What I have enjoyed most Em, in this little soujourn into 'Elegant Economy' is how the whole idea contrasts with todays 'Facebook-pretty', Twitter-friendly espoused aspiration or political or social exascerbation is set to attract the 'likes'- minded towards them.
It's all pretty socially democratic.
Unsettled attempts at re-settling in unsettled times.
But, uncertainty is an ally.
Just as it was for the Victorians with the scenery of Napoleonic and Crimean wars, the French revolution, economic paranoia, social upheaval and social conscience.
There's a lot for us to learn today from the previously considered 'stuffy' Victorians. But here, I may be prejudiced in seeing them in this way. It's a generational thing.

As a child of the 11 plus exam, by passing and going to a 'Grammar school' my achievement rather dampened any literary hunger or appreciation. Shakespeare had to be learned by 'rote' and poetry was an all too gloomy affair with 'modern-verse' often focussed upon the horror of the two world wars.

Though I chose English Literature for A-level, I dumped it within six months and headed for the fashion industry where my hunger fort learning was satiated throughout my twenties.

In my thirties, I was woken up to Shakespeare by the redoubtable Dorothea Alexander I have told you of previously. I was ordered to 'put away my spines' as she sat me down on a kneeler beside her whilst I read aloud. The penny dropped and the stories suddenly became alive and related to the world around me.

As do the Victorians for me now, and what we can learn from them...

I rather like 'Elegant Economy' Emily, I think it's rather truthful.

I have decided anyhow that my recycled dogs, car, bicycle, clothing and I'd better say 'upcycled' husband, should indeed qualify as an elegant economy!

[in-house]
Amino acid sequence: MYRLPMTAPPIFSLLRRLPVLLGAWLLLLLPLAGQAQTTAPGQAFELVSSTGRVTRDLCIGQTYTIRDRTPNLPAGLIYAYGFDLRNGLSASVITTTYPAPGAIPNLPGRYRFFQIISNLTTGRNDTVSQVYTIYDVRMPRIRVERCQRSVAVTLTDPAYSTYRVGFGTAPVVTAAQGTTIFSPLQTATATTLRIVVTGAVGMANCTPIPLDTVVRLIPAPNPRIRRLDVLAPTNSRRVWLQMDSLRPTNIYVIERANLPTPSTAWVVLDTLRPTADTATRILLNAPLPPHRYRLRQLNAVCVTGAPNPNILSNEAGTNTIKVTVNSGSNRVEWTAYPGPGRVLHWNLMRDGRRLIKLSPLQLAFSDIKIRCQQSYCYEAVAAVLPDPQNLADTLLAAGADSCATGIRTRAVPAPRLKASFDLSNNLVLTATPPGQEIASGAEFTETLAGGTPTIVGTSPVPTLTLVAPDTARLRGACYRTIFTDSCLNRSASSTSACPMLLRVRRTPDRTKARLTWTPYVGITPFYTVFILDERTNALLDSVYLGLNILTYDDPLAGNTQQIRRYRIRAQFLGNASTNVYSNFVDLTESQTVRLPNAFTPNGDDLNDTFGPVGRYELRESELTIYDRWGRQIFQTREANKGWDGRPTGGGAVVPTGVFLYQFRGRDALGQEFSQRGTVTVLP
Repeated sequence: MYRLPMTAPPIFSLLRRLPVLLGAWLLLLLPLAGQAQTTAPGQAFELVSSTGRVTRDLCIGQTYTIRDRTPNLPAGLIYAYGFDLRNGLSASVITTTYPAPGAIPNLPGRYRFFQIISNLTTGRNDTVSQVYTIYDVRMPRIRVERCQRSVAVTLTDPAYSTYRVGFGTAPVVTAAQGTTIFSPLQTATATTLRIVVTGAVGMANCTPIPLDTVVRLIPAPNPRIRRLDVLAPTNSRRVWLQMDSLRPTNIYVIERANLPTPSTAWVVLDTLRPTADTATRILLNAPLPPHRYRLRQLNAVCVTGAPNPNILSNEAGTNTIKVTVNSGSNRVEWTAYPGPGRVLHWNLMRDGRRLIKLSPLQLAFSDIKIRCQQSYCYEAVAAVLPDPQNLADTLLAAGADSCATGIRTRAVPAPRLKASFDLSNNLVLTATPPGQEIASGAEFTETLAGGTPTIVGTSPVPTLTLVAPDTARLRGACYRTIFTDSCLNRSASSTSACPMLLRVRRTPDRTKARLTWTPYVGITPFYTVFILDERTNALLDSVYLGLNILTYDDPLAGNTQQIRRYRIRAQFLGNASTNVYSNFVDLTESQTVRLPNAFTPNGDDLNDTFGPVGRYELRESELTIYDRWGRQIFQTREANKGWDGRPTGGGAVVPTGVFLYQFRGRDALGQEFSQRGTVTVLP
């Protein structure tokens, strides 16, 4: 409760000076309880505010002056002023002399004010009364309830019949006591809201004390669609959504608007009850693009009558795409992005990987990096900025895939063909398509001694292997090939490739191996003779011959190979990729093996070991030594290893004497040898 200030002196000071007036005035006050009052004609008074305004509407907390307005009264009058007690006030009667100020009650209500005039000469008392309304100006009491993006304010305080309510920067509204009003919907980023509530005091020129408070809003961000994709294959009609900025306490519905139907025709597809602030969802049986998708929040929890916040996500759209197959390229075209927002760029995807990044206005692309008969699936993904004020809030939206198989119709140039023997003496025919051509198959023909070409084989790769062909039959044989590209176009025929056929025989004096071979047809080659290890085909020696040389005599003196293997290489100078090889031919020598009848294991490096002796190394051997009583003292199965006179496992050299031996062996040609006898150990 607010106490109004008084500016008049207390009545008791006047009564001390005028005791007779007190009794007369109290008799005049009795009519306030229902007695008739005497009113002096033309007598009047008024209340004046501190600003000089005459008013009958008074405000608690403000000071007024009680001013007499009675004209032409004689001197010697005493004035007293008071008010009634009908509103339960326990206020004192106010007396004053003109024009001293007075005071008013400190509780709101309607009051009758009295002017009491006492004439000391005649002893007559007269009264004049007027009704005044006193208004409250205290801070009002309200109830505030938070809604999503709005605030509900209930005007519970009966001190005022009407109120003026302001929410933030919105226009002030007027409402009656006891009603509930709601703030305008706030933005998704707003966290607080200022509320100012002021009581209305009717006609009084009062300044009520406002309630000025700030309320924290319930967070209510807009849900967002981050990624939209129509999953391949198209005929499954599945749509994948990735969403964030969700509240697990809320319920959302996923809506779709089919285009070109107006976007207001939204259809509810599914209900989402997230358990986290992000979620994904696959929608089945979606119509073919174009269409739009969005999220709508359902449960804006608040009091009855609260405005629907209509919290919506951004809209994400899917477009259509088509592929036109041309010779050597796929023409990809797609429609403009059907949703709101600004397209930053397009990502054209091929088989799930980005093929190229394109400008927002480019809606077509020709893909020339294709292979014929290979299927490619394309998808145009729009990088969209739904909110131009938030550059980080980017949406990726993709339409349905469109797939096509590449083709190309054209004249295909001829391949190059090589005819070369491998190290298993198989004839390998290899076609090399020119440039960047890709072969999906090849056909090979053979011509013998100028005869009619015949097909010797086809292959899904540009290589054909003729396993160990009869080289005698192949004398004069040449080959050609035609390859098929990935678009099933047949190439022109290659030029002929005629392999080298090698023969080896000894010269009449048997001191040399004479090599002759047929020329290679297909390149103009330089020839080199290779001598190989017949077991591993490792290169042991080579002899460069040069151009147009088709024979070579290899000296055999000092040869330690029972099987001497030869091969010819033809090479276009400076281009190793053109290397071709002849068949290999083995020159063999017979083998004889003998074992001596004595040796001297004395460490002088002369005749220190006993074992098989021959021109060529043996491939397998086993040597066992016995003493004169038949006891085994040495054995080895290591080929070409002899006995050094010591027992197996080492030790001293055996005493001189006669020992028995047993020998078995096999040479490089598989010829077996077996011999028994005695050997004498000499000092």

Adoringly yours,

GiGi xxx

Thursday, 22 November 2012

Thursday's child.

Dearest Em,

The photograph above is of Julia Margaret Cameron's home at around the time she lived in it. Mrs Cameron had not yet picked up a Camera, or so the story goes- though GiGi rather thinks she had- until a good three years after she moved here.

The building ( which is at the beginning of our Terrace ) was two houses, owned by a property speculating Fisherman named Jacob Long. Mrs C, had set her cap at following Tennyson and family down to Freshwater at every given opportunity beginning in 1855  and continuing throughout the late fifties ( excerpt from Emily Tennyson's diary in November 1857 " Mrs Cameron runs after us and comes with us ". ) The family had made several visits already that year, beginning in February for a month, then in April for Tennyson's brother Horatio's wedding to Charlotte Elwes at Bonchurch.

Julia bought the two houses ( possibly one was called 'Lingland' ) and whilst they were being joined together with the addition of the Tower in the middle, she staid at Ashburton Cottage in July 1859.

This was a year before plans were approved for the two roads in the picture- Terrace Lane and Gate Lane. Originally there were plans to run the main road ( Gate Lane ) up where our Terrace is and around the back of Farringford, but a helpful local Gent, Mr Cotton, offered the Tennysons half of the money needed to pay off the landowner of 'Starks' so that the road could by-pass the front of Farringford Hall.

Julia and co set up camp and named one half 'Dimbola' after her adored husband Charles Hay Cameron's Coffee plantations in Ceylon. Mr Cameron had been thus far unsuccessful at obtaining a Governance post anywhere, and Julia must have been beginning to worry about future finances. Charles was frequently yearning for Ceylon, and it's not too far-fetched to think that Julia had designs on keeping him nearby by giving them a home on a small Island near the sea. Charles however promptly became a scholarly invalid, rarely setting foot outside the grounds. He slept a lot by all accounts, and was often recorded as 'quoting classics' wearing a purple dressing gown with his long silver-grey hear and beard enhancing an unworldly appearance in the garden. Beards were all the rage in the early 1860's after poet friend of Julia's Henry Taylor grew one. Tennyson followed, Darwin too, and clean-shaven was not the thing. Acid purple dye had also recently become commercially viable, and Mrs C was fond of bright colours.